Normally the winding of all of the cables is completed substantially simultaneously. Thus, the overtravel idler pulley will not usually need to move much; typically, the pulley will move one-half inch or less. Note also that the springs 56 have stiffness greater than the stiffness of springs 48; in the preferred embodiment, spring 56 is at least seven times stiffer than spring 48.
The above-described solutions for the problem of differences in cable lengths are implemented in the embodiment of FIG. 3, with over-travel idler pulleys 79 and adjustment drums 58.
The drawer operating system of the present invention is preferably controlled by a computer or its equivalent. Therefore, various switches and sensors (not shown in FIG. 2) are necessary to provide information to the computer concerning the state of the system. For example, a switch is provided on (or near) the overtravel idler pulleys 40 to signal when any of these pulleys have contacted their stops 54. A similar switch is provided on (or near) each tensioning pulley 44 to indicate contact with stops 50. An encoder on the motor or drum shaft determines the amount of cable unwound from the drum. Limit switches on the drum prevent the drum from unwinding excessive amounts of cable in the event of a control malfunction.
Encoders are also attached to fixed pulleys 42 to indicate the amount of cable traveling to or from the respective tensioning pulleys 44. The computer uses the information from these encoders, together with the information from the encoders on the drum or motor, to determine the actual positions of the drawers.
The switches associated with the tensioning pulleys 44 are also used to initiate the sequence of operations for closing a drawer. If the operator pushes an open drawer closed slightly, the tensioning pulley 44 will move away from its stop 50, changing the state of the switch. The controller then assumes control and completes the closing of the drawer.
It is possible to unlatch the drawers by placing a solenoid-operated latch at each drawer. However, the cost of providing a solenoid for each drawer, plus the necessary wiring, power drivers, and input/output ports, is high, especially where there is a large number of drawers in one cabinet. Also, to insure reliability of opening and closing, it is necessary to use powerful and noisy solenoids.
The present invention eliminates the need for numerous, relatively high-powered solenoids, and instead provides a drawer unlatching mechanism which uses only one solenoid per column, and which requires two small motors, one to select a row, and the other to unlatch the drawer in the selected column.
FIG. 4 shows a fragmentary perspective view of the basic mechanism for unlatching a selected drawer. Drawers 80 and 81 comprise two drawers in the same column. FIG. 4 shows only two drawers in the column, for the sake of simplicity of illustration. The drawers 80 and 81 are attached to drawer latches 82 and 83, by brackets 84 and 85, respectively. The drawer latches 82 and 83 can pivot within the brackets. Downward pivoting movement is opposed by springs 86 and 87. The drawer latches engage with fixed rods 91. The fixed rods 91 are shown only in fragmentary form in FIG. 4, for clarity of illustration; the figure shows how the fixed rods normally prevent the latches from opening.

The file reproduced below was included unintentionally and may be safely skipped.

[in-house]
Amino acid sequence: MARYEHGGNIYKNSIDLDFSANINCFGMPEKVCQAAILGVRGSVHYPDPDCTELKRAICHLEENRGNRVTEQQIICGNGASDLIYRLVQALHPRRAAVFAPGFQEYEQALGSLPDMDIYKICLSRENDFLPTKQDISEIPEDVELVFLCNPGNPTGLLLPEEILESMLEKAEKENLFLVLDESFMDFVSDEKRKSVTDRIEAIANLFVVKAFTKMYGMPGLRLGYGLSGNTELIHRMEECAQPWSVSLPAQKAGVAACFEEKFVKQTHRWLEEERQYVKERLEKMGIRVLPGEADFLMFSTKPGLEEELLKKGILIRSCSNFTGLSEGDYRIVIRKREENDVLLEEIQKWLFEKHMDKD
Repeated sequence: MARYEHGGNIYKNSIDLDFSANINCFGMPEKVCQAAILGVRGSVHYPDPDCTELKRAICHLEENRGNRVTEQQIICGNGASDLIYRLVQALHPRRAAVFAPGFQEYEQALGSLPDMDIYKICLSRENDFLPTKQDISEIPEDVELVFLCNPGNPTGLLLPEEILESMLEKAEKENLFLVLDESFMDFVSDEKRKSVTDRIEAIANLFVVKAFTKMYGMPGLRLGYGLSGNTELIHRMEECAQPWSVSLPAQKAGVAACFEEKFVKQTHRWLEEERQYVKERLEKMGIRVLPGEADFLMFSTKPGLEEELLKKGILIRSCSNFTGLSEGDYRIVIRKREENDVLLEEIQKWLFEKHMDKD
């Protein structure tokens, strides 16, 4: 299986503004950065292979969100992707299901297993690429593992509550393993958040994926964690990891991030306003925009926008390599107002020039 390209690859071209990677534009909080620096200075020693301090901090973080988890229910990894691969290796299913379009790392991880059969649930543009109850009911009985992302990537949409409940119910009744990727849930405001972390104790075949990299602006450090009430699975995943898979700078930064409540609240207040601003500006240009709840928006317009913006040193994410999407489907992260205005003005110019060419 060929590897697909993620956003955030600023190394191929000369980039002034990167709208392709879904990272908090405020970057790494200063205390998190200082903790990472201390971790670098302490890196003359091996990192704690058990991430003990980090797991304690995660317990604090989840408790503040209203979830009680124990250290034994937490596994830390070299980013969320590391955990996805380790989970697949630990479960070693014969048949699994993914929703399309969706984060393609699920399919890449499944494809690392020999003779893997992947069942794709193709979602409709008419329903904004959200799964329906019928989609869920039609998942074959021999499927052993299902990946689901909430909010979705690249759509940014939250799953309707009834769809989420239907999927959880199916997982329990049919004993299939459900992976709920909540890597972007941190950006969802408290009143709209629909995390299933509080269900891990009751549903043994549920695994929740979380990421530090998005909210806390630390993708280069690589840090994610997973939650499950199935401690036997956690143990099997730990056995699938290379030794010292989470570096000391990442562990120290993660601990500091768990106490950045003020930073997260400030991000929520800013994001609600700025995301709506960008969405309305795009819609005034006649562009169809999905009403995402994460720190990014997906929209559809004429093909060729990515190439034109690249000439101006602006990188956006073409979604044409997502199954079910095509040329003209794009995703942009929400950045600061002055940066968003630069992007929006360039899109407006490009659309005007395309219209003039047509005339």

A rod 88 has fingers 89 and 90 extending from the rod. There is one finger for each drawer in the column. The fingers are located at different positions around the circumference of the rod. For a given position of the rod, at most one finger can engage one of the drawer latches. In the example shown in FIG. 4, finger 89 engages drawer latch 82, while finger 90 misses drawer latch 83. Linear movement of the rod, along its longitudinal axis, thus opens at most one of the latches. The drawer to be opened is selected by rotating the rod around its longitudinal axis, so as to bring a finger into engagement with the latch associated with the selected drawer.
In the general embodiment, wherein there are more than two drawers in a column, the rod will have a plurality of fingers, spaced at equal angular distances around the circumference of the rod. Thus, for a 12-row system, the fingers are spaced 30° apart. Rotation of the rod around its longitudinal axis thus selects the desired row of drawers.
FIG. 5 shows the mechanism used to select the desired column of drawers. In FIG. 5, there are six rods 101, 102, 103, 104, 105, and 106. The rods correspond to rod 88 of FIG. 4, each rod having fingers arranged as described above. In the example shown, the system can address six rows and six columns of drawers. Additional fingers could be added to address additional rows. Additional rods could be added to address more columns. Positioning motor 107 rotates the rods around their longitudinal axes, through the action of gears 108-117, so as to select a row of drawers. Note that gears 108 and 109 are driven by a belt and pulley arrangement which is ultimately connected to gear 110.
In the position shown in FIG. 5, all the rods rest on eccentrics, only three of which (118, 119, 120) are visible in the view of FIG. 5. Note that if the eccentrics were not present, and the rods were all lowered at once, an entire row of drawers would be unlatched.
The eccentrics raise and lower the rods when motor 122 turns shaft 124 through gears 126 and 128. However, since one normally wants to open only a single drawer at one time, solenoids 130-135 enable the selection of individual columns. Attached to the armature of each solenoid is an interposer. Three such interposers 136-138 are partly visible in FIG. 5. The interposers normally prevent the rods from dropping down when the eccentrics rotate out of the way. Only when a solenoid is energized is the interposer retracted to allow the rod to follow the contour of the eccentric. Thus, one selects a column simply by energizing a solenoid to retract the interposer, and by rotating the shaft containing the eccentrics.